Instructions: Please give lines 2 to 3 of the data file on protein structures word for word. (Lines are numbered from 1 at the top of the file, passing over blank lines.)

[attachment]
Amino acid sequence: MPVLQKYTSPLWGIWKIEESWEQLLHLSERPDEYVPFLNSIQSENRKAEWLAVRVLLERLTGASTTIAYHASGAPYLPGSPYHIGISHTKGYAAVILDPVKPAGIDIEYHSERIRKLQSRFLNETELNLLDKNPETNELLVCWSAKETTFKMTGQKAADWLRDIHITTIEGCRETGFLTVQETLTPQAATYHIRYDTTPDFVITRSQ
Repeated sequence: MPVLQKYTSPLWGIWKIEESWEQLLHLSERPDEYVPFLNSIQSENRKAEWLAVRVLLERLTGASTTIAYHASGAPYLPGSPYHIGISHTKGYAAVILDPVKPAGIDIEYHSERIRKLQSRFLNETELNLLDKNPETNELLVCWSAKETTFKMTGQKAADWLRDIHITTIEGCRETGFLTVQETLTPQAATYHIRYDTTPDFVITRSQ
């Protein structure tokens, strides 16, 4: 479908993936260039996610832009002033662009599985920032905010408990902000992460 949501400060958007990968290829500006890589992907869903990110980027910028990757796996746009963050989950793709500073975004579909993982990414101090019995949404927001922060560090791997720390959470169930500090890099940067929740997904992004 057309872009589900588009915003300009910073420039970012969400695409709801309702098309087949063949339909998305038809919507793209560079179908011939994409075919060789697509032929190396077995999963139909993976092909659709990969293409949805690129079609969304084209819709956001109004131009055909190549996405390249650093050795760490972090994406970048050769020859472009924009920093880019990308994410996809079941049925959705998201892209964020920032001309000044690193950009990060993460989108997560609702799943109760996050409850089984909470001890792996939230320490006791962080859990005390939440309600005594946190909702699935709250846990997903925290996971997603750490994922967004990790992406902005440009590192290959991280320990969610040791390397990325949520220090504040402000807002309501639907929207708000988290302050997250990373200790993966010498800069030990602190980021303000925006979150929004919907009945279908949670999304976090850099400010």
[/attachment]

Repeated sequence: MPVLQKYTSPLWGIWKIEESWEQLLHLSERPDEYVPFLNSIQSENRKAEWLAVRVLLERLTGASTTIAYHASGAPYLPGSPYHIGISHTKGYAAVILDPVKPAGIDIEYHSERIRKLQSRFLNETELNLLDKNPETNELLVCWSAKETTFKMTGQKAADWLRDIHITTIEGCRETGFLTVQETLTPQAATYHIRYDTTPDFVITRSQ
């Protein structure tokens, strides 16, 4: 479908993936260039996610832009002033662009599985920032905010408990902000992460 949501400060958007990968290829500006890589992907869903990110980027910028990757796996746009963050989950793709500073975004579909993982990414101090019995949404927001922060560090791997720390959470169930500090890099940067929740997904992004 057309872009589900588009915003300009910073420039970012969400695409709801309702098309087949063949339909998305038809919507793209560079179908011939994409075919060789697509032929190396077995999963139909993976092909659709990969293409949805690129079609969304084209819709956001109004131009055909190549996405390249650093050795760490972090994406970048050769020859472009924009920093880019990308994410996809079941049925959705998201892209964020920032001309000044690193950009990060993460989108997560609702799943109760996050409850089984909470001890792996939230320490006791962080859990005390939440309600005594946190909702699935709250846990997903925290996971997603750490994922967004990790992406902005440009590192290959991280320990969610040791390397990325949520220090504040402000807002309501639907929207708000988290302050997250990373200790993966010498800069030990602190980021303000925006979150929004919907009945279908949670999304976090850099400010």